An inspiring mix of powerful monologues, hip-hop and beatboxing which leaves no room for illusions about everyday life for a significant proportion of young people. Ultimately the play is hopeful but Home is never naive in its hopefulness. A must see for anyone who wants to understand more about what happened on the streets of London in 2011.
Until Sat Sep 7 2013
© Ellie Kurttz
Time Out rating:
Time Out says
Posted: Tue Aug 13 2013
‘It’s not much of a story,’ says a young man in Nadia Fall’s new verbatim piece at the National Theatre’s pop-up venue The Shed after he tells us how he came to be living in a homeless hostel. It’s not said with false modesty but, as Fall shows us in her subtle, hopeful piece, it is quite a story.
In ‘Home’ Fall weaves together a handful of these often shocking accounts taken from interviews she conducted with young people and staff at an east London hostel. Among the many interviewees there’s the solid-as-a-rock house manager; a young man kicked out of his house by his mother; and a boy filled with tense anger after his best friend’s stabbing.
There’s the potential for a night of heavy, depressing theatre here, but ‘Home’ is affecting, transportative and funny. As well as getting us to hear the stories of these people, Fall makes us witness to their extraordinary spirit.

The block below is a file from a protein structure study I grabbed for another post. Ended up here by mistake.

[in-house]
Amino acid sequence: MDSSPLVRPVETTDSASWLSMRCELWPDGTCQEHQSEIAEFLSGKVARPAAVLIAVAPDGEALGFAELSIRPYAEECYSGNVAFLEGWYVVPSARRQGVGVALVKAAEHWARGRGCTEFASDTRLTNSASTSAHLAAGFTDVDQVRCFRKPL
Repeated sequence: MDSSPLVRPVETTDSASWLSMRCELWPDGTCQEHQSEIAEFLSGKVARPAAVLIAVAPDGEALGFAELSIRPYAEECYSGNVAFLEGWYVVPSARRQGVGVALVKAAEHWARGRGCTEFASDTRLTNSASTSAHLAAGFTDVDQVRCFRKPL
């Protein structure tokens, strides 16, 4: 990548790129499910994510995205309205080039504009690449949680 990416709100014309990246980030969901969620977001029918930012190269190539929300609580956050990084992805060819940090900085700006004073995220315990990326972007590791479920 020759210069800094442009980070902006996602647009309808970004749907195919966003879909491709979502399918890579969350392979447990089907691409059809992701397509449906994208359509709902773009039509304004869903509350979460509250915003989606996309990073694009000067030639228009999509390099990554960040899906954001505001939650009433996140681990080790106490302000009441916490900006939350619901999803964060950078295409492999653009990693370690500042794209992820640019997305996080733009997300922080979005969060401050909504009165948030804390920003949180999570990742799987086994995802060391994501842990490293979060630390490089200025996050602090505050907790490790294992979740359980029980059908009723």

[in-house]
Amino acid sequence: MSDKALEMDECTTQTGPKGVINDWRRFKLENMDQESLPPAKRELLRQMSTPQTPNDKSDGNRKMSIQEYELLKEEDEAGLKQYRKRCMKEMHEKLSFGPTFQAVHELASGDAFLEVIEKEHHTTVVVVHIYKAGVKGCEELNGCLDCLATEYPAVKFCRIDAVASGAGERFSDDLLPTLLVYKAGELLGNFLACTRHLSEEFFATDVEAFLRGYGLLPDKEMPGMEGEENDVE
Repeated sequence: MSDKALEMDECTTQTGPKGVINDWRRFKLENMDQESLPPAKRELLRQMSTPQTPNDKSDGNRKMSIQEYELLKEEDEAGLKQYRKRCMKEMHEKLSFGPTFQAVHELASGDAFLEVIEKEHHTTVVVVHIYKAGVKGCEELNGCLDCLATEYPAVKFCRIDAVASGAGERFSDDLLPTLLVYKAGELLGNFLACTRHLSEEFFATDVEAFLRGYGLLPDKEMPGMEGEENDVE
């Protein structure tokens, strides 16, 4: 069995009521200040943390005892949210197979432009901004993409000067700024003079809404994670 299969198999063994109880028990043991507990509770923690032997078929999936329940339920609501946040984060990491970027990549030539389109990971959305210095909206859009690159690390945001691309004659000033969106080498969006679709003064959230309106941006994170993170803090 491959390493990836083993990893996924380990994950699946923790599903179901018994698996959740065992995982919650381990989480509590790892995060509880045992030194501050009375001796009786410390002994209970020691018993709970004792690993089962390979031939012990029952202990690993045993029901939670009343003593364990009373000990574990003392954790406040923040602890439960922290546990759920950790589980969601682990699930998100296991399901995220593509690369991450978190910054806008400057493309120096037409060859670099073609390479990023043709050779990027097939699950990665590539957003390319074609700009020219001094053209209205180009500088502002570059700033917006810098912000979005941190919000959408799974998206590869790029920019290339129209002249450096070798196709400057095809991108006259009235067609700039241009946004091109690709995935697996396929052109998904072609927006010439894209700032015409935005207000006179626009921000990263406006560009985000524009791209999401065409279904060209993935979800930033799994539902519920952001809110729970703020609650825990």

The theatre has been turned into the hostel itself, so from the moment the audience walks in through the foyer, with its heavy security doors and leaflets that warn of STDs on the walls, we experience first hand the strangely sterile environment the residents call home. It’s a clever touch: Fall doesn’t just want us to connect to the people’s stories she also wants us to understand the reality of their situation.
An excellent cast each play several characters and sing a cappella pop songs, play guitar and beatbox brilliantly. The music maintains the rhythm of the production and helps to draw us further into the world of these diverse and vulnerable but incredibly resilient human beings.
By Daisy Bowie-Sell